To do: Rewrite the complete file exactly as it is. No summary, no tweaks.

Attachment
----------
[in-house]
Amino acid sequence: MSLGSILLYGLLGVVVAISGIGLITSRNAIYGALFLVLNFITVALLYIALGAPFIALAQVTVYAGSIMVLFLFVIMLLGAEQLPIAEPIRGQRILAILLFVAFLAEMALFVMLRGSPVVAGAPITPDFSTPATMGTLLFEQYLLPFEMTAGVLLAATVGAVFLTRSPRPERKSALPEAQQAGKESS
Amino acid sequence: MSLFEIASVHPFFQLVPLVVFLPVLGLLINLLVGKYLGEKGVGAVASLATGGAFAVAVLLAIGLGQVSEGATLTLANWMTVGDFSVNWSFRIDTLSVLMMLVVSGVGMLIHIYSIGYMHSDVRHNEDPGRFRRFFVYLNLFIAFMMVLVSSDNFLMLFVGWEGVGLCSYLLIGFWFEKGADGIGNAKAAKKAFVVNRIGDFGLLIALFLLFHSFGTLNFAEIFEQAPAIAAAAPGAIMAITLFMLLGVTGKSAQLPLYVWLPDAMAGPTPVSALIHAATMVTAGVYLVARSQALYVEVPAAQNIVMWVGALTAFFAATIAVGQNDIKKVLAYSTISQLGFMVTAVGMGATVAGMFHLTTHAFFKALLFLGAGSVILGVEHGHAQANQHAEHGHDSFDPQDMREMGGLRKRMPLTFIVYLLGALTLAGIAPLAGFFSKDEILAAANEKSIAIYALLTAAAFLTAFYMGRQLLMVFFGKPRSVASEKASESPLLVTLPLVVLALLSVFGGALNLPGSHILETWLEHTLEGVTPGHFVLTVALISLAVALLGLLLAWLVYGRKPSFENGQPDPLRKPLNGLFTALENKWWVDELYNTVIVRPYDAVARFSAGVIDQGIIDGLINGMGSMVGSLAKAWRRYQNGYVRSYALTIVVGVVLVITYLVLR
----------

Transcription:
[in-house]
Amino acid sequence: MSLGSILLYGLLGVVVAISGIGLITSRNAIYGALFLVLNFITVALLYIALGAPFIALAQVTVYAGSIMVLFLFVIMLLGAEQLPIAEPIRGQRILAILLFVAFLAEMALFVMLRGSPVVAGAPITPDFSTPATMGTLLFEQYLLPFEMTAGVLLAATVGAVFLTRSPRPERKSALPEAQQAGKESS
Amino acid sequence: MSLFEIASVHPFFQLVPLVVFLPVLGLLINLLVGKYLGEKGVGAVASLATGGAFAVAVLLAIGLGQVSEGATLTLANWMTVGDFSVNWSFRIDTLSVLMMLVVSGVGMLIHIYSIGYMHSDVRHNEDPGRFRRFFVYLNLFIAFMMVLVSSDNFLMLFVGWEGVGLCSYLLIGFWFEKGADGIGNAKAAKKAFVVNRIGDFGLLIALFLLFHSFGTLNFAEIFEQAPAIAAAAPGAIMAITLFMLLGVTGKSAQLPLYVWLPDAMAGPTPVSALIHAATMVTAGVYLVARSQALYVEVPAAQNIVMWVGALTAFFAATIAVGQNDIKKVLAYSTISQLGFMVTAVGMGATVAGMFHLTTHAFFKALLFLGAGSVILGVEHGHAQANQHAEHGHDSFDPQDMREMGGLRKRMPLTFIVYLLGALTLAGIAPLAGFFSKDEILAAANEKSIAIYALLTAAAFLTAFYMGRQLLMVFFGKPRSVASEKASESPLLVTLPLVVLALLSVFGGALNLPGSHILETWLEHTLEGVTPGHFVLTVALISLAVALLGLLLAWLVYGRKPSFENGQPDPLRKPLNGLFTALENKWWVDELYNTVIVRPYDAVARFSAGVIDQGIIDGLINGMGSMVGSLAKAWRRYQNGYVRSYALTIVVGVVLVITYLVLR